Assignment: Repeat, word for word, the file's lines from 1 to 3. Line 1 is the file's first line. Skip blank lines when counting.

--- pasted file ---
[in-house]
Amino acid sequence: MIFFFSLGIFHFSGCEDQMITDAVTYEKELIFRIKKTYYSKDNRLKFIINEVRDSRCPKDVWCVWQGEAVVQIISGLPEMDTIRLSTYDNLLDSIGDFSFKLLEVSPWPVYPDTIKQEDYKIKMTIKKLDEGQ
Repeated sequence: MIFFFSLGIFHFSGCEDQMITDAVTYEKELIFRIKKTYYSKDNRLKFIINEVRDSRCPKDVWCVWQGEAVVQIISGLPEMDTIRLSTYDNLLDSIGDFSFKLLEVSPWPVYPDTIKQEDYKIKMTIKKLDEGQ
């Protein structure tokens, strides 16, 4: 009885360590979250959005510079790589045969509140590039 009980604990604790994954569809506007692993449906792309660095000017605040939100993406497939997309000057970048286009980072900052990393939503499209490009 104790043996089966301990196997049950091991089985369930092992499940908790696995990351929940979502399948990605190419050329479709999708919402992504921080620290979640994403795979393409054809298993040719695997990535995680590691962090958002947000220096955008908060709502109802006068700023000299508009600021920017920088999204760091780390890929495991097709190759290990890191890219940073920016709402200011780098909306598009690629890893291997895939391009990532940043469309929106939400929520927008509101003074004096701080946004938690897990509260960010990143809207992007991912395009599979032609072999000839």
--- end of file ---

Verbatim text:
[in-house]
Amino acid sequence: MIFFFSLGIFHFSGCEDQMITDAVTYEKELIFRIKKTYYSKDNRLKFIINEVRDSRCPKDVWCVWQGEAVVQIISGLPEMDTIRLSTYDNLLDSIGDFSFKLLEVSPWPVYPDTIKQEDYKIKMTIKKLDEGQ
Repeated sequence: MIFFFSLGIFHFSGCEDQMITDAVTYEKELIFRIKKTYYSKDNRLKFIINEVRDSRCPKDVWCVWQGEAVVQIISGLPEMDTIRLSTYDNLLDSIGDFSFKLLEVSPWPVYPDTIKQEDYKIKMTIKKLDEGQ